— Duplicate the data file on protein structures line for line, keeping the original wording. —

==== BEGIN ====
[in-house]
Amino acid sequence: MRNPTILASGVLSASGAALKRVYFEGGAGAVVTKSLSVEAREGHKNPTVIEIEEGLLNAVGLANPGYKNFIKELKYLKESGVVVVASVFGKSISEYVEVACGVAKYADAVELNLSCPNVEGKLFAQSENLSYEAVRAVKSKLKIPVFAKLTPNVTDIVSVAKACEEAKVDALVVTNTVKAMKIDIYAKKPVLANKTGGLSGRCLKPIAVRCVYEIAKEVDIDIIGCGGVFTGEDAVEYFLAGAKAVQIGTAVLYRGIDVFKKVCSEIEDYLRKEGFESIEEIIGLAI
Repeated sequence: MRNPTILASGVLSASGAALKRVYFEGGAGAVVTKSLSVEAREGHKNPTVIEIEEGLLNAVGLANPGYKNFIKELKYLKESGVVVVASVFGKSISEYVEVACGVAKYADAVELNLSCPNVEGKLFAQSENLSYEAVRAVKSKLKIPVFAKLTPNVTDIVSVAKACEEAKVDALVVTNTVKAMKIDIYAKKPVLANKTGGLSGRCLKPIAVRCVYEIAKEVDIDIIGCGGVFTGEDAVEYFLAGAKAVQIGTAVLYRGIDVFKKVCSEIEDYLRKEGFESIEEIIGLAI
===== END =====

[in-house]
Amino acid sequence: MRNPTILASGVLSASGAALKRVYFEGGAGAVVTKSLSVEAREGHKNPTVIEIEEGLLNAVGLANPGYKNFIKELKYLKESGVVVVASVFGKSISEYVEVACGVAKYADAVELNLSCPNVEGKLFAQSENLSYEAVRAVKSKLKIPVFAKLTPNVTDIVSVAKACEEAKVDALVVTNTVKAMKIDIYAKKPVLANKTGGLSGRCLKPIAVRCVYEIAKEVDIDIIGCGGVFTGEDAVEYFLAGAKAVQIGTAVLYRGIDVFKKVCSEIEDYLRKEGFESIEEIIGLAI
Repeated sequence: MRNPTILASGVLSASGAALKRVYFEGGAGAVVTKSLSVEAREGHKNPTVIEIEEGLLNAVGLANPGYKNFIKELKYLKESGVVVVASVFGKSISEYVEVACGVAKYADAVELNLSCPNVEGKLFAQSENLSYEAVRAVKSKLKIPVFAKLTPNVTDIVSVAKACEEAKVDALVVTNTVKAMKIDIYAKKPVLANKTGGLSGRCLKPIAVRCVYEIAKEVDIDIIGCGGVFTGEDAVEYFLAGAKAVQIGTAVLYRGIDVFKKVCSEIEDYLRKEGFESIEEIIGLAI